The fluoride can comprise an inorganic fluoride, an electrolyte with an organic cation, or combinations thereof. One exemplary inorganic fluoride includes ammonium fluoride. By way of example only, exemplary electrolytes with organic cations include any one or more of tetramethyl ammonium fluoride, tert-butyl ammonium fluoride and quaternary ammonium fluoride. Other exemplary inorganic fluorides include alkali metal fluorides, for example potassium fluoride, sodium fluoride, lithium fluoride, etc.
In one preferred implementation, the hydroxide comprises an organic hydroxide and the fluoride comprises an inorganic fluoride. In one preferred implementation, the etching solution consists essentially of water, an organic hydroxide, and an inorganic fluoride.
In one preferred implementation, the weight percent of all fluoride in the etching solution is from 0.01% to 5% and the weight percent of all hydroxide in the etching solution is from 0.01% to 25%. One exemplary preferred and reduction-to-practice composition is a weight percent of all fluoride in the etching solution from 0.01% to 0.5% and a weight percent of all hydroxide in the etching solution from 0.01% to 1%. Further, an exemplary specific reduction to practice example is a volumetric ratio of all fluoride to all hydroxide to all water of about 1:5:40 as NH4F (40% by volume in water):tetramethyl ammonium hydroxide (25% by volume in water):deionized water.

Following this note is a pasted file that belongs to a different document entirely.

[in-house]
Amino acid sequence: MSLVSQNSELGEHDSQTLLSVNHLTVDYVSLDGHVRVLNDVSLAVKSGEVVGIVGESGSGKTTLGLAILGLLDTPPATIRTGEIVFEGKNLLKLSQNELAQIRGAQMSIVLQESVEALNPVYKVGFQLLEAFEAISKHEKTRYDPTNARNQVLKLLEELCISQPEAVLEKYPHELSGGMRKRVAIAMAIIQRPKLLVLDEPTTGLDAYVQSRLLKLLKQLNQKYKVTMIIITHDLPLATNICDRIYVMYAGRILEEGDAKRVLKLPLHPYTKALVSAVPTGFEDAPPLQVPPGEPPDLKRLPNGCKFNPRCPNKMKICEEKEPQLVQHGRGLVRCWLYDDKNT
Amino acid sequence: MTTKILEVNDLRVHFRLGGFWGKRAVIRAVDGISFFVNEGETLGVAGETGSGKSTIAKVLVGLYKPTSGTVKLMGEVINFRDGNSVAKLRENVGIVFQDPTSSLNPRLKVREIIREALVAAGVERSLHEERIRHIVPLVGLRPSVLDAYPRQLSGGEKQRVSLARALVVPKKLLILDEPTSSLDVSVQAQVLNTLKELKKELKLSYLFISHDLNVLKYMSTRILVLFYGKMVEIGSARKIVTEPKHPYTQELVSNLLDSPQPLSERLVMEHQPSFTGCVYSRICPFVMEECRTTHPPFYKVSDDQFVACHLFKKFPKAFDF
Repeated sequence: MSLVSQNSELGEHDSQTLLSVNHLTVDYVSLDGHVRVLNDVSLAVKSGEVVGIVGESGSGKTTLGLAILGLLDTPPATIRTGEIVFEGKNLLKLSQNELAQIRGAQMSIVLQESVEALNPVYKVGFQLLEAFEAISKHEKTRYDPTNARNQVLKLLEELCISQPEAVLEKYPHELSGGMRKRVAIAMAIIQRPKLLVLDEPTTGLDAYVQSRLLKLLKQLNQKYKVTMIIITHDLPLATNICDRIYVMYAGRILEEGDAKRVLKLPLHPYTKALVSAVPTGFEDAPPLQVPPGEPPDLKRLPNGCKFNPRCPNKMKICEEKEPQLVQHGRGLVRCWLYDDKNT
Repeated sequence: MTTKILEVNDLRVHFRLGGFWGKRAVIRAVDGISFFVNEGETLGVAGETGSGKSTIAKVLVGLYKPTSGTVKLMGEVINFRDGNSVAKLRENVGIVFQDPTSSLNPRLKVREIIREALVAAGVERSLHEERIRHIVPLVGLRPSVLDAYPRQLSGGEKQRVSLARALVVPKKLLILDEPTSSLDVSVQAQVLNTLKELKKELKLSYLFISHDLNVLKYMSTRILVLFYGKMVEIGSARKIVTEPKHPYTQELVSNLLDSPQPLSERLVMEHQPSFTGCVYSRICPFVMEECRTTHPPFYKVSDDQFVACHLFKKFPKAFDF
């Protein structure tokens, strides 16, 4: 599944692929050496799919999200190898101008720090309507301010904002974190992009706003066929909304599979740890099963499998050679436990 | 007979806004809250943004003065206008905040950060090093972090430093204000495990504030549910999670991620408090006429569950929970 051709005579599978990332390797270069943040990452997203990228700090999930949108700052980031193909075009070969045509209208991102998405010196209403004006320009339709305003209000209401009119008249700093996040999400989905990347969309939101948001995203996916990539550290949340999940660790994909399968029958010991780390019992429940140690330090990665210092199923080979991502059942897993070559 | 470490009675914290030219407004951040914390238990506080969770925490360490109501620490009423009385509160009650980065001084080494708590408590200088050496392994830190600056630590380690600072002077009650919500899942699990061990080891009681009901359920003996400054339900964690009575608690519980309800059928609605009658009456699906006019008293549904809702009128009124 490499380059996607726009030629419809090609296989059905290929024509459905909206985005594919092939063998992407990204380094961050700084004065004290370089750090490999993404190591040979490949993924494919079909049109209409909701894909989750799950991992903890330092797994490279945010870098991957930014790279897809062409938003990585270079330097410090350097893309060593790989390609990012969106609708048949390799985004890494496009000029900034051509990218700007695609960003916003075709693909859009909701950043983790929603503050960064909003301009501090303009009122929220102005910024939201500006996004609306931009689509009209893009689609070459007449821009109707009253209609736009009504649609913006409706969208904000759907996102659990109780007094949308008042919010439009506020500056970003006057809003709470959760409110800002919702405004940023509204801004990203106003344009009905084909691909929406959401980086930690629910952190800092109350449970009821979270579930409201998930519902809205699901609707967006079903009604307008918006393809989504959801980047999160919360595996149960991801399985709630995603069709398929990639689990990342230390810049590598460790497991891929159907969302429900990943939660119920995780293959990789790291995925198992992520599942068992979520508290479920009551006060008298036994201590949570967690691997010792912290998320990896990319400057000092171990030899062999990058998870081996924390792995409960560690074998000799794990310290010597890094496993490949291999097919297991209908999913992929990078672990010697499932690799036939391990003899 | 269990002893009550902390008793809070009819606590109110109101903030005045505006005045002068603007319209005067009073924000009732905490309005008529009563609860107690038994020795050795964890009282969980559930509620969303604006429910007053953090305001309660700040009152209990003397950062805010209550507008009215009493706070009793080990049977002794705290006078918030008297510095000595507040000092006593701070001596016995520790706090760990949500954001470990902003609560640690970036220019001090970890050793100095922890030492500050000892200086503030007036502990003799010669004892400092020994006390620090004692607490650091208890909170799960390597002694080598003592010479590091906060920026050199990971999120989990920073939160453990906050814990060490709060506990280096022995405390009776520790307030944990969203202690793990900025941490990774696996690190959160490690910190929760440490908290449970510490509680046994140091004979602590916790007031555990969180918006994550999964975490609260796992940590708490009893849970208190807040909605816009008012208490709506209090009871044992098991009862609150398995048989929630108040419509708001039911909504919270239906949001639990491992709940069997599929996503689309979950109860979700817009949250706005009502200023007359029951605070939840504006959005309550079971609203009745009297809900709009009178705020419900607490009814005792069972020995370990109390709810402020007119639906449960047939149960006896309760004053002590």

The preferred temperature of the etching conditions include a temperature of from 0° C. to 100° C., with from 20° C. to 35° C. being a more preferred range particularly for etching undoped or n-type silicon. If etching p-type silicon, hydroxide concentration by weight in the etching solution is preferably from 0.5% to 25%, and a preferred etching temperature range is from 60° C. to 110° C. Any ambient pressure is also contemplated, with an exemplary range being from 0.01 atmospheres to 100 atmospheres.
The invention was reduced-to-practice in one implementation where layer 28 consisted essentially of undoped amorphous silicon, and after chemical mechanical polishing layer 28 to the outer portion of layer 26. The etching solution consisted essentially of ammonium fluoride, tetramethyl ammonium hydroxide and water in a volumetric ratio of 1:5:50, and having a pH of from 12.2 to 12.9, under ambient room pressure conditions with an etching solution temperature of 30° C. Such resulted in an amorphous silicon removal rate of about 80 Angstroms per minute, with an expected range being from about 30 Angstroms per minute to about 130 Angstroms per minute. In another reduction-to-practice implementation, layer 28 consisted essentially of undoped annealed polysilicon utilizing the same etching chemistry and temperature-pressure conditions, and resulted in a polysilicon removal rate of from 400 Angstroms per minute to 800 Angstroms per minute. Both such etches were conducted highly selectively relative to the oxide material and nitride material on the substrate. In the context of this document, a selective etch or removal of one material relative to another is defined as a removal rate ratio of at least 2:1. Selective removal rates were achieved of the silicon relative to oxide and nitride in the above examples of greater than 500:1.